The Local Population

Penistone's Ethnic mix
Ethnos (Greek) means nation or country (not directly race or skin colour).

The largest non-English ethnic group in the UK is the Irish, who migrated to this country in large numbers in the nineteenth century. Many were involved in the construction of canals (navvies), railway and industry during the industrial revolution. They were often discriminated against in the UK (and USA) but have since integrated into the populace and inter-married with the idigenous population. Many Irish names can be found in the Penistone area.

With the Second World War, East European refugees came to this area. There was a refugee camp near Tenter Hill and a good number of Polish people have integrated with the population very well. The nearby village of Thurgoland is sometimes called 'Little Poland' or 'Pogoland'. A few Greek Cypriots and Germans have also come to live in Penistone. The very few Chinese or Asian people in this area are generally connected with local food businesses but are not well integrated and do not socialise. Other ethnic groups have very little representation in the area.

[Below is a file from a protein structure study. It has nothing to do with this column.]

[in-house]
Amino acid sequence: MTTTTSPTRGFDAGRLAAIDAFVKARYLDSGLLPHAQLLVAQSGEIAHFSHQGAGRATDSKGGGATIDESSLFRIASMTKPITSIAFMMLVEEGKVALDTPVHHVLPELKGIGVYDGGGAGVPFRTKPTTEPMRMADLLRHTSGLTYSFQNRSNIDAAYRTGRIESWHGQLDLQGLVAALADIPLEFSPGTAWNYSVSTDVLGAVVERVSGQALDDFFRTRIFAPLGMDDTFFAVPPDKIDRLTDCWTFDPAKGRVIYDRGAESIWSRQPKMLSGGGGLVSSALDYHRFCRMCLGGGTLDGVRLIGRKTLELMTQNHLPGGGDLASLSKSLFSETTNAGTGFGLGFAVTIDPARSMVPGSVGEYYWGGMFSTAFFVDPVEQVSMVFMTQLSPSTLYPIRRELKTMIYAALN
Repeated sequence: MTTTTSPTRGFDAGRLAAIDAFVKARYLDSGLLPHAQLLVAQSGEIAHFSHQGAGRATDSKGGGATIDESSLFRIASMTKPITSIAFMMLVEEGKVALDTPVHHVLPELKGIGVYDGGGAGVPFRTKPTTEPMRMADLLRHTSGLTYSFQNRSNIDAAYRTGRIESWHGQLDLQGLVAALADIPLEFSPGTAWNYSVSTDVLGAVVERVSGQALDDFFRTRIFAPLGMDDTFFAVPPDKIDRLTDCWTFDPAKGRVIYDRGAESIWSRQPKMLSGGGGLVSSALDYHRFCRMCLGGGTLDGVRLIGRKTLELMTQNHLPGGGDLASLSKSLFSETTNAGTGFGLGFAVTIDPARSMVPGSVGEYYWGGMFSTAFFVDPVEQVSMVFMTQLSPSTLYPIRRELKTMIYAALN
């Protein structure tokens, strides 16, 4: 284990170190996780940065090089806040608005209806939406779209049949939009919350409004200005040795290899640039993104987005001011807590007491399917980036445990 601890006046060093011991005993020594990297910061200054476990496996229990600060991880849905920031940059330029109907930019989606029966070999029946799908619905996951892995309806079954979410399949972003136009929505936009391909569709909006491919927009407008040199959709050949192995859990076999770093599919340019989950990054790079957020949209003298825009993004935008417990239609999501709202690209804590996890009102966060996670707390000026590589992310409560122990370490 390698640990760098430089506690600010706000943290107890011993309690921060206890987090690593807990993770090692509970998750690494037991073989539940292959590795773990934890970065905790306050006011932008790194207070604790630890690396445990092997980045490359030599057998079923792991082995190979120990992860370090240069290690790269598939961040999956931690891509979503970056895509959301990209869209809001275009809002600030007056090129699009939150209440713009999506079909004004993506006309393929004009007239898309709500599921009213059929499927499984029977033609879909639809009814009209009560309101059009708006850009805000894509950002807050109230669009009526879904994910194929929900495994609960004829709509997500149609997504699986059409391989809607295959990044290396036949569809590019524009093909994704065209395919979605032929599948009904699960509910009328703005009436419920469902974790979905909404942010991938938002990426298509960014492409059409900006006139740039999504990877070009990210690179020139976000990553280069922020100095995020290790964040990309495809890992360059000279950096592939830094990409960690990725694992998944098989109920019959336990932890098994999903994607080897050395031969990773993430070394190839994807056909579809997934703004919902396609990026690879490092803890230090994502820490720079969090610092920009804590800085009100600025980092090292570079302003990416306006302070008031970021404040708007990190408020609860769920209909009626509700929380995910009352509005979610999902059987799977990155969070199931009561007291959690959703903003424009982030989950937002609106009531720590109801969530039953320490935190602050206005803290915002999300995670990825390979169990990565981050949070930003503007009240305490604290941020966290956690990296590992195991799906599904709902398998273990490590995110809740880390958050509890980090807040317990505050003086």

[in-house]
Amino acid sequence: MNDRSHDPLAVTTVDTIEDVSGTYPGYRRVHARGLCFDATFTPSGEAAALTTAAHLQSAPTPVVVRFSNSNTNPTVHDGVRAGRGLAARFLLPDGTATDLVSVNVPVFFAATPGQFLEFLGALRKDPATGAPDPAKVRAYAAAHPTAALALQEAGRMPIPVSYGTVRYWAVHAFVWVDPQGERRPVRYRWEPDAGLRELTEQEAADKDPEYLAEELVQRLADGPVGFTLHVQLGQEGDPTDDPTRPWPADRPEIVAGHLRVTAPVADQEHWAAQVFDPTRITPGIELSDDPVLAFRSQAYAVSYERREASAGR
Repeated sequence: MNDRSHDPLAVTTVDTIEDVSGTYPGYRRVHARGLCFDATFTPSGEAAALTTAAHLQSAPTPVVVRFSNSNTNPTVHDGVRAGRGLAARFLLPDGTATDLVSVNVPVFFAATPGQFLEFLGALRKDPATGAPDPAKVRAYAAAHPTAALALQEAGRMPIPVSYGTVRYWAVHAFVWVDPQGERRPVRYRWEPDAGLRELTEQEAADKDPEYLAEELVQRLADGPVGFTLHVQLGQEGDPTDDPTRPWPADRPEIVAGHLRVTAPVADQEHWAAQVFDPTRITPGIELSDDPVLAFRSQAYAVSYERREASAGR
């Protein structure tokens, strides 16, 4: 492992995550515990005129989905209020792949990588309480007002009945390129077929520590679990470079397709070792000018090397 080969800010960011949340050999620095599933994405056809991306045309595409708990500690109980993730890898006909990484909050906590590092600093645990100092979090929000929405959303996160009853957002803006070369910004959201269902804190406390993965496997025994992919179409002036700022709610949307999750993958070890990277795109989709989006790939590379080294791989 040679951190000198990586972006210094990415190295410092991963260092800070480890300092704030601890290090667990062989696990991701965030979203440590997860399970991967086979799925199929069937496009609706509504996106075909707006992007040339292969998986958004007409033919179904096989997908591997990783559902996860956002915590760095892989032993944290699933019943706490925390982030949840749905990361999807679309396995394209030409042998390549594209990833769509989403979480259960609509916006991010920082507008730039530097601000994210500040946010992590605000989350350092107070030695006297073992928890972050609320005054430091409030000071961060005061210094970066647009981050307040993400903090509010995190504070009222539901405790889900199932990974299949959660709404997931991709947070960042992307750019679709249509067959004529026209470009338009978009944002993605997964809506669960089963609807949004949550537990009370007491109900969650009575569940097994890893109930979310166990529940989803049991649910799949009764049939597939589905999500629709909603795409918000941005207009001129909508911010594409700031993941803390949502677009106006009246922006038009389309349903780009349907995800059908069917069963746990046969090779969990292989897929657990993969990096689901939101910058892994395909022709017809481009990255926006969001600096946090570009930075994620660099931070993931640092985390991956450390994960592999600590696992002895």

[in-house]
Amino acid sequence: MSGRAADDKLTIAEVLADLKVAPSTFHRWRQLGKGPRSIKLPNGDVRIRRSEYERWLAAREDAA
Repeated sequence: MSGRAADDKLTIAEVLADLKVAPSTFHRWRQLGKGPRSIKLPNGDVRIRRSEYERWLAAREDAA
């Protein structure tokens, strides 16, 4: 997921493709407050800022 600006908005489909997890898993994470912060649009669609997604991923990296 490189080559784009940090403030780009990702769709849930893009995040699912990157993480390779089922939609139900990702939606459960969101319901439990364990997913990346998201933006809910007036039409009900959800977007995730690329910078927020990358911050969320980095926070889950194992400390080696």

Troubles in Bosnia led to Penistone adopting a large group of refugees for several months at Scout Dike outdoor pursuits school. They have all gone home now but local people took pity on their plight and generously collected food and household goods for them during their stay, even if they were seldom seen. The Co-op store had a trolley for donated goods from local people. In fact, Penistone people were also very generous after the tsunami of Boxing Day 2005, without regard for the religion or the skin colour of the victims - a typically enlightened British trait.

With the recent expansion of the EU, a few Polish people have been in the area but do not appear to have stayed long.

Crowd(not clickable) Local People Crowd

English Comers-in
With the continuing explosion of house-building (27% increase between 1975 and 1997 and still going - see below), there are plenty of strange English accents around now. The easy motorway access and comparatively cheap housing has encouraged many 'comers-in' to settle here, especially from the South. I would not call Penistone 'gentrified', as we are more of a 'dormitory' town for Leeds, Huddersfield, Barnsley and Sheffield. There is very little local employment and house prices have pushed many local people out of the housing market. Some of the 'comers-in' have joined local clubs, such as the PFR.

Local people are generally open and friendly but will be reserved with strangers at first. Newcomers are quickly accepted if they adopt the open attitude that abounds here - which might involve declaring their life history. Ex-townies should make the effort to reciprocate greetings like 'good morning', etc. which might not come naturally and can be assured that we will not use it to harrass them or sell them something.